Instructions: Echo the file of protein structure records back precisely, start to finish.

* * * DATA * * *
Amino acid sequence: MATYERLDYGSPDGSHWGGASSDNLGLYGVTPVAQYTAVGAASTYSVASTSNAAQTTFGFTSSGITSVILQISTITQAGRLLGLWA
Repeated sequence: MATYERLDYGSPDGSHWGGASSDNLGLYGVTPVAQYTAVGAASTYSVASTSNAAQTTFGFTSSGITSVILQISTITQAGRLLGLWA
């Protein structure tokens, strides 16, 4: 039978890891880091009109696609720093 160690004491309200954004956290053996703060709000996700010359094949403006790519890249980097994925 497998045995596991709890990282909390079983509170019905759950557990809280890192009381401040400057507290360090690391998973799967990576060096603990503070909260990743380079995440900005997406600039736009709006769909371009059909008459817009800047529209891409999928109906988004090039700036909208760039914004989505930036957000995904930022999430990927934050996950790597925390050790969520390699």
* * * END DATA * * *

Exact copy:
Amino acid sequence: MATYERLDYGSPDGSHWGGASSDNLGLYGVTPVAQYTAVGAASTYSVASTSNAAQTTFGFTSSGITSVILQISTITQAGRLLGLWA
Repeated sequence: MATYERLDYGSPDGSHWGGASSDNLGLYGVTPVAQYTAVGAASTYSVASTSNAAQTTFGFTSSGITSVILQISTITQAGRLLGLWA
């Protein structure tokens, strides 16, 4: 039978890891880091009109696609720093 160690004491309200954004956290053996703060709000996700010359094949403006790519890249980097994925 497998045995596991709890990282909390079983509170019905759950557990809280890192009381401040400057507290360090690391998973799967990576060096603990503070909260990743380079995440900005997406600039736009709006769909371009059909008459817009800047529209891409999928109906988004090039700036909208760039914004989505930036957000995904930022999430990927934050996950790597925390050790969520390699």